M−λI=

"

5−λ 1 4 8−λ

#

equals zero. Calculating the determinant of a2x2matrix is easy, as all we need to do is to multiply its elements across its diagonal and subtract the product of the elements in the off-diagonal, leaving us with the polynomial

p(λ) = (5−λ)(8−λ)−14=λ213λ+36.

Finding the roots of the above quadratic equation, we get thatλ1 = 4and λ2 =9. If we substitute back, we get that the eigenvectorxaccompanying the eigenvalueλ=4has to fulfil

"

1 1 4 4

# x=0,

which is a system of two linear equations and two unknowns.

Since we deliberately constructed our system of equation such that it consist of linearly dependant row coefficients, we are free to choose one of the variables inxto any value. Let us hence arbitrarily set x2to1.

What it means – because of the x1+x2 = 0and4x1+4x2 = 0 requirements in our system of equations – is that x1 = −x2, meaning that the eigenvector corresponding the eigenvalue4isx=

" would yield a valid solution to the above linear system of equations. In order to avoid this ambiguity, a common practice is to think of and report eigenvectors such that they have a unit norm. What it means, that the canonical way of reporting the eigenvector that we just found is to devide all of its components by its norm, i.e.,√

2in the given example. What it means is that one of the eigenvalue–eigenvector pairs for matrix M is

4,

After a similar line of thought, we get for the other eigenvalue that

" means that the eigenvector corresponding to the eigenvalue9for matrix M is

, or in its unit normalized canonical form

"

0.97014 0.24254

# .

Let us now also see how can we obtain the eigenpairs of matrixM using Octave. Figure3.10and Figure3.11provides two alternative ways for doing so.

b a s i c c o n c e p t s 53

Figure3.10illustrates the usage of the convenient built-in function of Octave for calculating eigenproblems. The default behavior of the functioneigis that it returns the eigenvalues of its argument in the form of a vector. In case we also want to know the eigenvectors cor-responding to the particular eigenvalues, we can also do so, by using not only the default return value of the function, but the tuple of ma-trices it can also return. In the latter case the matrix returned second contains the eigenvalues of the argument in its main diagonal, and the matrix returned at position one contains one (unit-normalized) eigenvector in each of its columns. The eigenvalue in the same posi-tion in the second returned matrix corresponds to the eigenvalue in the same column from the first returned matrix.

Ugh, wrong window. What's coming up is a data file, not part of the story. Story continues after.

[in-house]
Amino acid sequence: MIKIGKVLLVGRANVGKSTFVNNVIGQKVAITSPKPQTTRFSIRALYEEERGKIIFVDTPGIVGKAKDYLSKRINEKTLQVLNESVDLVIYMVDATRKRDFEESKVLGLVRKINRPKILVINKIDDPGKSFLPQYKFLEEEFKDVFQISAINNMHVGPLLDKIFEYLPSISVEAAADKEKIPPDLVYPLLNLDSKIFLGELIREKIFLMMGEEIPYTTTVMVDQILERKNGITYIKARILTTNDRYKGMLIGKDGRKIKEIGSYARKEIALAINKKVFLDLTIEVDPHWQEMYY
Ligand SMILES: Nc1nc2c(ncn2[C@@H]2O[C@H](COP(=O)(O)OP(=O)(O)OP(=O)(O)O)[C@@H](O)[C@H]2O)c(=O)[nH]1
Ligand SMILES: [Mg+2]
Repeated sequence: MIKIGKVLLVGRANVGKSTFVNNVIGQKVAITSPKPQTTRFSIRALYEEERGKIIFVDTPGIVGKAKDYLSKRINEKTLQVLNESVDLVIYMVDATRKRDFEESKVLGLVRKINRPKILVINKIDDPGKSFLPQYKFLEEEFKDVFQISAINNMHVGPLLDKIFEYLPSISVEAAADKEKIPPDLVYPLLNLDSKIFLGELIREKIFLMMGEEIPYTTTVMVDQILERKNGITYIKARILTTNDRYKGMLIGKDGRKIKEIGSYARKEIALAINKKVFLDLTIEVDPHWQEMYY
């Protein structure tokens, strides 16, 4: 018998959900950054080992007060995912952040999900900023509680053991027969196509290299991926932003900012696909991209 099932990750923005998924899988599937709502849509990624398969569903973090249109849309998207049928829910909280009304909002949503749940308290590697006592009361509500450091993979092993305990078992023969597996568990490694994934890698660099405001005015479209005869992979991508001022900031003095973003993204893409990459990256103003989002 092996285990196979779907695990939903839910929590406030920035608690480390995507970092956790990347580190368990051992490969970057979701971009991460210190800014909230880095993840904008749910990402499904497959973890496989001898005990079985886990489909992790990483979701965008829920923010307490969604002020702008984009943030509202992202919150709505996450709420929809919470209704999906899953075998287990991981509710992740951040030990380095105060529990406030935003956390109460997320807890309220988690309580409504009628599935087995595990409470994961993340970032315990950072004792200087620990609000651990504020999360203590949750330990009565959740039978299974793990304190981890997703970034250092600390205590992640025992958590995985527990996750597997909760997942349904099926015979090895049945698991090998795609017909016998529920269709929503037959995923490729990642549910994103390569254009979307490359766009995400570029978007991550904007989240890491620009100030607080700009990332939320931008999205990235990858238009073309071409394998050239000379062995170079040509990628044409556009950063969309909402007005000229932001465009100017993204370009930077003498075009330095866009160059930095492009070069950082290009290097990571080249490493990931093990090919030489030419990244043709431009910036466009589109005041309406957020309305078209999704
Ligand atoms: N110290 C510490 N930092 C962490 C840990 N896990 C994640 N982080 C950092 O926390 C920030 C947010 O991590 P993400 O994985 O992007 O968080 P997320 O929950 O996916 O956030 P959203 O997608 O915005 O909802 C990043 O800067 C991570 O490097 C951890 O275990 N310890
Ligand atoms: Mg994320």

M=[5 1; 4 8];

# obtaining only the eigenvalues of M eigenvals = eig(M)

>> eigenvals = 4

9

# obtaining both the eigenvectors and eigenvalues of M [eigenvecs, eigenvals] = eig(M)

>> eigenvecs =

-0.70711 -0.24254 0.70711 -0.97014 eigenvals =

Diagonal Matrix

4 0

0 9

CODE SNIPPET

Figure3.10: Eigencalculation using Octave

We provide an alternative way for calculating the eigenpairs of the same matrixMin Figure3.11. Notice how the provided calculation connects to the calculation provided in Example3.5. In Figure3.11, the functionrootsis used for finding the roots of a polynomial deter-mined by its coefficients of decreasing degree and the functionnull finds (unit-normalized) vectors in thenull spaceof its argument. Re-call that a null space of some matrixAare such vectorsxfor which

Ax=0holds. Can you anticipate the values for

eig_vals,eig_vec1andeig_vec2 in Figure3.11? Hint: looking back at Example3.5and Figure3.10can help a lot in giving the right answer (potentially modulo to a multiplier -1foreig_vec1andeig_vec2)?

### ?

eig_vals=roots([1 -13 36]);

eig_vec1=null(M-evals(1)*eye(size(M)));

eig_vec2=null(M-evals(2)*eye(size(M)));

CODE SNIPPET

Figure3.11: An alternative way of determining the eigenpairs of matrixM without relying on the built-in Octave functioneig.

### 3.5 Summary of the chapter

This chapter introduced the basic concepts and fundamental tech-niques for data representation and transformation in data mining.

At the end of the chapter, we revisited the problem of eigencalcu-lation for matrices, a technique that we will refer to multiple times throughout the remainder of the book.

In document DATAMINING GÁBORBEREND (Pldal 50-55)